With clear cases of mismanagement of right of way in major routes, which has affected meaningful developments, how do government ensure proper right of way management?
Often time Right of Way, already acquired is mostly mismanaged resulting to illegal occupants or squatters encroachments on the right of way properties.
We will be available to offer our right of way management services to the government, especially managing various activities within unincorporated areas, including the review of construction traffic control plans, enforcement of illegal encroachments; the purpose of the right of way management is to provide appropriate traffic planning and coordination of all activities in the right of way acquisition processes.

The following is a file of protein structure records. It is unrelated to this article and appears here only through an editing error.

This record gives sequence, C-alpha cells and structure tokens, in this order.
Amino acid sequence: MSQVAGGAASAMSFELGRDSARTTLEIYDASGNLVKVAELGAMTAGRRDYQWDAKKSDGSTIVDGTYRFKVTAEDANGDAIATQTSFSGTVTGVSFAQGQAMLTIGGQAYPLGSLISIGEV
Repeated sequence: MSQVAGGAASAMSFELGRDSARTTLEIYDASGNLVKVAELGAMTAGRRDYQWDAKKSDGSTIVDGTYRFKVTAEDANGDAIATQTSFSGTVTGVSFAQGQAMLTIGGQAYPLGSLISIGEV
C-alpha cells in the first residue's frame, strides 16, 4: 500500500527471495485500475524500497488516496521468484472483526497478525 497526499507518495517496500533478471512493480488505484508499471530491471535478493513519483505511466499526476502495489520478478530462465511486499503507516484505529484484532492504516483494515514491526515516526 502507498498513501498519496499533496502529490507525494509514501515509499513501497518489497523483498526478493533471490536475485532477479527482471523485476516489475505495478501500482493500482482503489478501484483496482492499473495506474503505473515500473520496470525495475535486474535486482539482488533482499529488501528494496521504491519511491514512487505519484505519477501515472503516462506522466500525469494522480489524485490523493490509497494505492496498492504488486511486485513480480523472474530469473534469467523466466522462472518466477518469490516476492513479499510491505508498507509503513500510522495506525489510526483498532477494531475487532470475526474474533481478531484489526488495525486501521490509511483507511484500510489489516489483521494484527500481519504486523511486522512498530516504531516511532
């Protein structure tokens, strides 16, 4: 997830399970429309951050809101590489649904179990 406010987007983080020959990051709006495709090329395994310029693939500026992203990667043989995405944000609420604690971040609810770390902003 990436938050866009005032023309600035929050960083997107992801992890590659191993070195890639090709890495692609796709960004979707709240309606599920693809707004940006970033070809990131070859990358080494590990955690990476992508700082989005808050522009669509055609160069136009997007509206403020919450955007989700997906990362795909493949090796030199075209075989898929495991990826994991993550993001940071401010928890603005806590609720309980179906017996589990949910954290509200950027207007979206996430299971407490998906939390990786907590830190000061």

A new report released recently revealed that Nigeria requires $15bn (N4.59tn at N306 to a dollar) worth of investments annually for 15 years in order to adequately develop its infrastructure.
Given the government’s limited access to international debt, revenue constraints and competing priorities, how can the country meet its infrastructure demands?
For Nigeria to meet its infrastructure demands, the Federal Government will have to review its policies in order to achieve better business environment.
The solution to inadequate infrastructure financing in the country is private capital funding, so efforts must be geared at bringing investment inflow.
For instance, large transportation project in Nigeria require amounts beyond the capacity of the Federal and State Governments in any single year, given competing priorities; therefore, external funding sources will be inevitable for long-term projects.